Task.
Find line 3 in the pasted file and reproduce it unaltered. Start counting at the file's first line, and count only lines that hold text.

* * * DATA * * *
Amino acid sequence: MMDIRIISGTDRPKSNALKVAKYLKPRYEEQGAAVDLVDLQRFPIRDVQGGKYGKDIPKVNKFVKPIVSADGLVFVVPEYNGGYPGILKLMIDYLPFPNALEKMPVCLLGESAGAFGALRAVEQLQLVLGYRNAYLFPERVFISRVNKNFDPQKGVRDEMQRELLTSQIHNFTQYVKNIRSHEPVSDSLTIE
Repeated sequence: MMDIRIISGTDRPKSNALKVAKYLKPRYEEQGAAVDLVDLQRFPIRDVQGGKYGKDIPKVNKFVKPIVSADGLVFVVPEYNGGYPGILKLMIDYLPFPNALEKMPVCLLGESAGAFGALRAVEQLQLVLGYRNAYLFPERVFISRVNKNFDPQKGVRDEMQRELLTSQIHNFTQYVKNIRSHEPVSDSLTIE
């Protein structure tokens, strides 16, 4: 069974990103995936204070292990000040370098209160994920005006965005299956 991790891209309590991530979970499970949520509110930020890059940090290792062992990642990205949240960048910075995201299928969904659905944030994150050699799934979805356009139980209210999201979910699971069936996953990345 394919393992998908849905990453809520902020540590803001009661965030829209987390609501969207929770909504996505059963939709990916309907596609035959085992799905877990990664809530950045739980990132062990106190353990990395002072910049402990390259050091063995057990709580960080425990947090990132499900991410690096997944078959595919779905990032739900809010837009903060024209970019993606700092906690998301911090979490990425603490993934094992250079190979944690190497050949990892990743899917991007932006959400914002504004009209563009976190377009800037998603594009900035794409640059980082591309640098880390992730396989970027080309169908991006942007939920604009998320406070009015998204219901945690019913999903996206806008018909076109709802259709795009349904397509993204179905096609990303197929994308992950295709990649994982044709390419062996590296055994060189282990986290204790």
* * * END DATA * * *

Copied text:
């Protein structure tokens, strides 16, 4: 069974990103995936204070292990000040370098209160994920005006965005299956 991790891209309590991530979970499970949520509110930020890059940090290792062992990642990205949240960048910075995201299928969904659905944030994150050699799934979805356009139980209210999201979910699971069936996953990345 394919393992998908849905990453809520902020540590803001009661965030829209987390609501969207929770909504996505059963939709990916309907596609035959085992799905877990990664809530950045739980990132062990106190353990990395002072910049402990390259050091063995057990709580960080425990947090990132499900991410690096997944078959595919779905990032739900809010837009903060024209970019993606700092906690998301911090979490990425603490993934094992250079190979944690190497050949990892990743899917991007932006959400914002504004009209563009976190377009800037998603594009900035794409640059980082591309640098880390992730396989970027080309169908991006942007939920604009998320406070009015998204219901945690019913999903996206806008018909076109709802259709795009349904397509993204179905096609990303197929994308992950295709990649994982044709390419062996590296055994060189282990986290204790």